Eur J Heart Fail. 2022 Oct 4. doi: 10.1002/ejhf.2708. Online ahead of print.
BACKGROUND: Acute heart failure (AHF) can be a life-threatening medical condition. Delaying administration of intravenous furosemide (time-to-diuretics) has been postulated to increase mortality, but prior reports have been inconclusive.
OBJECTIVE: To evaluate the association between time-to-diuretics and mortality in the international REPORT-HF registry.
METHODS: We assessed the association of time-to-diuretics within the first 24-hours with in-hospital and 30-day post-discharge mortality in 15,078 patients from 7 world-regions in the REPORT-HF registry. We further tested for effect modification by baseline mortality risk (ADHERE risk-score), left ventricular ejection fraction (LVEF) and region.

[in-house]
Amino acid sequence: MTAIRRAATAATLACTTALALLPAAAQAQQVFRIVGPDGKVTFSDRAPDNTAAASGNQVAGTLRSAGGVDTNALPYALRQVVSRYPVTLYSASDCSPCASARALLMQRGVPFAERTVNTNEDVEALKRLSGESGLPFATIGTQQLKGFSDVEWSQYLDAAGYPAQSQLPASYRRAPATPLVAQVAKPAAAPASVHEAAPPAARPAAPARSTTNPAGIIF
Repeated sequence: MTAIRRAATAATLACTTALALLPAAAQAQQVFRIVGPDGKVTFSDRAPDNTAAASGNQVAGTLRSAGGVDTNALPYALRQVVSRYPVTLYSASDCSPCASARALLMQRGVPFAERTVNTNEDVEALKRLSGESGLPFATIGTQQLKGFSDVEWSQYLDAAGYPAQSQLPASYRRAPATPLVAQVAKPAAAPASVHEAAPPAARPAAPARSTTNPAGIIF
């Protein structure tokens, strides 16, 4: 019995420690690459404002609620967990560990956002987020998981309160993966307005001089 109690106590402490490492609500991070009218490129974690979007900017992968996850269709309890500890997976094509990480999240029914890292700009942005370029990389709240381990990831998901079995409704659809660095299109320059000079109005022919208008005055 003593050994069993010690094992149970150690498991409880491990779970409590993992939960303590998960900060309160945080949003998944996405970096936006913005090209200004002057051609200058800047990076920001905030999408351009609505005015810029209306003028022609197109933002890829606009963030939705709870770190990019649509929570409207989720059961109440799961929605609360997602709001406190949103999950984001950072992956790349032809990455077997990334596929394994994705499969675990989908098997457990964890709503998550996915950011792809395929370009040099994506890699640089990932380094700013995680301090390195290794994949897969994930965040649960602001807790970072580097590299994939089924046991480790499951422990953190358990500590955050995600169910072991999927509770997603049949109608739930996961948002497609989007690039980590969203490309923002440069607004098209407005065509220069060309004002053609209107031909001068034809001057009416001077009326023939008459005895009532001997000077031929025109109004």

RESULTS: The median time-to-diuretics was 67 (25th -75th percentiles 17-190) minutes. Women, patients with more signs and symptoms of heart failure, and patients from Eastern Europe or Southeast Asia had shorter time-to-diuretics. There was no significant association between time-to-diuretics and in-hospital mortality (P>0.1). The 30-day mortality risk increased linearly with longer time-to-diuretics (administered between hospital arrival and 8-hours post- hospital arrival) (P=0.016). This increase was more significant in patients with a higher ADHERE risk score (Pinteraction =0.008), and not modified by LVEF or geographic region (Pinteraction >0.1 for both).
CONCLUSION: In REPORT-HF, longer time-to-diuretics was not associated with higher in-hospital mortality. However, we did found an association with increased 30-day mortality, particularly in high-risk patients, and irrespective of LVEF or geographic region. This article is protected by copyright. All rights reserved.
PMID:36196060 | DOI:10.1002/ejhf.2708